“We had so much interest from businesses in Utah. At least 40 companies wanted to participate in the fair and have a booth. We actually had to turn people away,” Jackson says.

This year’s Diversity Center Fair will be held on April 30, 2019 at the Utah Cultural Celebration Center. Companies like L3, Zions Bank, Wells Fargo, O.C. Tanner, Progressive Insurance, and Refugee Services Center will be there. Needless to say, there are a lot of partners.  “It’s an exciting event, a lot of fun, and it’s important for our community,” he says.

Bruce Hancey | Diversity
Bruce Hancey photographed by Ori Media for Utah Business


Why diverse populations should move to Utah

Emma Houston, chair of the Utah MLK Human Rights Commission, is a black woman born and raised in Dallas. She explained that whenever she travels outside of Utah and tells colleagues she’s from Salt Lake City, there’s usually a pause in the room and she’ll hear, “I didn’t know there was a black population in Utah.”

When visitors come to Utah, they’re surprised how active the diverse population is, she says. “We have 130 languages spoken throughout state. When you look at the demographics, that’s 1.29 million people from diverse backgrounds. Utah is a progressive state. The industries and cultures we have here are multi-faceted and the perception that it’s not diverse is not true. You need to visit Utah to get a feel what our populations offer. We are a welcoming and inclusive state. You have to experience Salt Lake City to appreciate the diversity that is here.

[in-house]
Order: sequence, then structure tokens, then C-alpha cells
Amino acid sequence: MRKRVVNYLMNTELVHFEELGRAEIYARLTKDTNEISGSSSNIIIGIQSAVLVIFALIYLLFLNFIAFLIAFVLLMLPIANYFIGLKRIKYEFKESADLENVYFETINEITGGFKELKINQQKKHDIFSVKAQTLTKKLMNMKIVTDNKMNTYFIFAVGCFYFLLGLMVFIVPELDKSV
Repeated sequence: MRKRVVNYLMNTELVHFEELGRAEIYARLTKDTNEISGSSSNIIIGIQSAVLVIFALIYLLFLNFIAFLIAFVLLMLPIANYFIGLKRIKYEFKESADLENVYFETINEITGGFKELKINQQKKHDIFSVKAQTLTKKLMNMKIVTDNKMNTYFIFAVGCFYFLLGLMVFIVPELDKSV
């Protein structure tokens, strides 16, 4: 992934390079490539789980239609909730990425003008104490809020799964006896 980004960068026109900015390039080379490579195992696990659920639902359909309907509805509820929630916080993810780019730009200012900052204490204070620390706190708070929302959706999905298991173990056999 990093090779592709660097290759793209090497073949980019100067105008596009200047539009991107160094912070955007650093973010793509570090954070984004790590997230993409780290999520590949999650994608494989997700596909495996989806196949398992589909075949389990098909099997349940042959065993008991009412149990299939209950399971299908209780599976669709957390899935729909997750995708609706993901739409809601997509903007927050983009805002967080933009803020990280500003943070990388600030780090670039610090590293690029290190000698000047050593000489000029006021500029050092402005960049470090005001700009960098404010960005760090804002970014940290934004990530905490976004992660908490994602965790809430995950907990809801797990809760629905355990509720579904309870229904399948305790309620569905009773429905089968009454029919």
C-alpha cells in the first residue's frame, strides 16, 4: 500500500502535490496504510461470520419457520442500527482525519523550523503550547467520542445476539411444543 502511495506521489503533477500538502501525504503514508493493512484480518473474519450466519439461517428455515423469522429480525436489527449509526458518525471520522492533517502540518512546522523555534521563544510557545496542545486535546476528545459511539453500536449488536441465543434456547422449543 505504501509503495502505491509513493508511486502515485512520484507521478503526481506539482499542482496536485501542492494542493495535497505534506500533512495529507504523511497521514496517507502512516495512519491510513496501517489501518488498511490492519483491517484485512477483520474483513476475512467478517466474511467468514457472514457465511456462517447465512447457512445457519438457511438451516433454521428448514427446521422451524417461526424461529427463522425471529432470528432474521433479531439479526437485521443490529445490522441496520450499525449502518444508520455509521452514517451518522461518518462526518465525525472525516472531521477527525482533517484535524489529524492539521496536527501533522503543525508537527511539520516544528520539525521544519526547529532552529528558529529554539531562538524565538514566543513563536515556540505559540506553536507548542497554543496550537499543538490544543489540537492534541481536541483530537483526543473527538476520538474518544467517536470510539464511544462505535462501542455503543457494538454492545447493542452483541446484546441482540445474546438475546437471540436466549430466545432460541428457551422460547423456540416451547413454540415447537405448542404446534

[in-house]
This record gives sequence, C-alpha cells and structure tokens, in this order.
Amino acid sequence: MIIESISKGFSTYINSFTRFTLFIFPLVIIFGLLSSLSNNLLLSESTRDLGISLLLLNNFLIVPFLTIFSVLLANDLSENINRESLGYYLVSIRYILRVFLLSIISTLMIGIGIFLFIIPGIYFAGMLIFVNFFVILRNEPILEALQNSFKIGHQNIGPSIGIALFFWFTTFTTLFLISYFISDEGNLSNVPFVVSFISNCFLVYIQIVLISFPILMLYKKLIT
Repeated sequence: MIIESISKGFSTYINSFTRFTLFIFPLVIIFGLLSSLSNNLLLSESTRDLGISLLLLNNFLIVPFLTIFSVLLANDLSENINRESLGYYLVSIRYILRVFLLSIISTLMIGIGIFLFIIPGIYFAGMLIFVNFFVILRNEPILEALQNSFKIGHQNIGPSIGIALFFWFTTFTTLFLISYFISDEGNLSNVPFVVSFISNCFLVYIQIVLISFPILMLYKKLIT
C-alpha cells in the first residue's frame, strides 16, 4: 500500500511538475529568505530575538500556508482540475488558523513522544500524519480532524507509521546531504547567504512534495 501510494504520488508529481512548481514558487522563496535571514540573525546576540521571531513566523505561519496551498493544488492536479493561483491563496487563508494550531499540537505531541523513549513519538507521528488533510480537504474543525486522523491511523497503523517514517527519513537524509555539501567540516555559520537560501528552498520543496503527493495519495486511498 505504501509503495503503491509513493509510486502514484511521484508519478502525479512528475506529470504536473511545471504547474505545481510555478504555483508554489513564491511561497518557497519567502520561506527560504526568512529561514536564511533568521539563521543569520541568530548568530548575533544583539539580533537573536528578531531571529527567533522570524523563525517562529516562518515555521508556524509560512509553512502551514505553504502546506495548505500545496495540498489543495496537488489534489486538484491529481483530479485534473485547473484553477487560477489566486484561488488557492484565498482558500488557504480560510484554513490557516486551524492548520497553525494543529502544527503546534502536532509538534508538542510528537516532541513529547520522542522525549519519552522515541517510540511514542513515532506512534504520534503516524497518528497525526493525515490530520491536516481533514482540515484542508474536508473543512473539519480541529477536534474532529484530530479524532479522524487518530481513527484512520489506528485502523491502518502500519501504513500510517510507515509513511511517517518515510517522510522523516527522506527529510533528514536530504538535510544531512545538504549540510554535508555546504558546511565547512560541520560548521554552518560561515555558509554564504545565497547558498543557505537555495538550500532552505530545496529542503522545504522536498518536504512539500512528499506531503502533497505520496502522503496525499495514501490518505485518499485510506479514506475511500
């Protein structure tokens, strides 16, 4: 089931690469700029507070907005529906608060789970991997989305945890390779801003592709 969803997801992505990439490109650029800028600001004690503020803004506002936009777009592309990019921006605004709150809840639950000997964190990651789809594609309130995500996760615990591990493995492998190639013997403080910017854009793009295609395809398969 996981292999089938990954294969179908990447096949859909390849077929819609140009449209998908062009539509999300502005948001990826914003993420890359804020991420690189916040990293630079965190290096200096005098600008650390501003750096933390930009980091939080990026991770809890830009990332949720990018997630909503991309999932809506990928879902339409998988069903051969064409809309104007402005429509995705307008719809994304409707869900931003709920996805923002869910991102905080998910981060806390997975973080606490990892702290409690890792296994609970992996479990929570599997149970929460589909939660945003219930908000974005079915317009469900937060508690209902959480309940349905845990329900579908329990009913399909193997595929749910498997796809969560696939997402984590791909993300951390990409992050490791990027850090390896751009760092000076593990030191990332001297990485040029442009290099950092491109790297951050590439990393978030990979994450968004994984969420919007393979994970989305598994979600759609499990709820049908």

“When you think about Salt Lake City being the capital of Utah, we have the same things as a more diverse community like Atlanta. We have the sports teams, the education. Fifty percent of Westminster College students are out of state but when they graduate, 80 percent stay. When you graduate, you’re more likely to stay because there are more opportunities here. Because of the small number of demographics.”

Since coming to Utah in 1986, Houston says her experience has been a positive one, but mostly because she made it so. “I have challenged the status quo that we are much more than the outside world thinks we are,” she says.

“We want people who visit or migrate to Utah to see that Utah is a place for people of color to reside, settle, and thrive…” – James Jackson, III

Of Utah’s 3.15 million residents, the ethnic population makes up 1.2 million, she says.  African Americans exist in Salt Lake City and they are a thriving community. “Anyone thinking of moving to Utah, come and meet with members of the diverse communities. We’re able to paint a better picture of the opportunities and how progressive Utah is,” she says.

For those members of the African American community interested in moving to Utah, Ms. Houston suggests visiting, a website created by the Utah African American Chamber of Commerce (UAACC) and, which lists many of the opportunities provided by diverse communities in the state.

Emma Houston | Diversity
Emma Houston photographed by Ori Media for Utah Business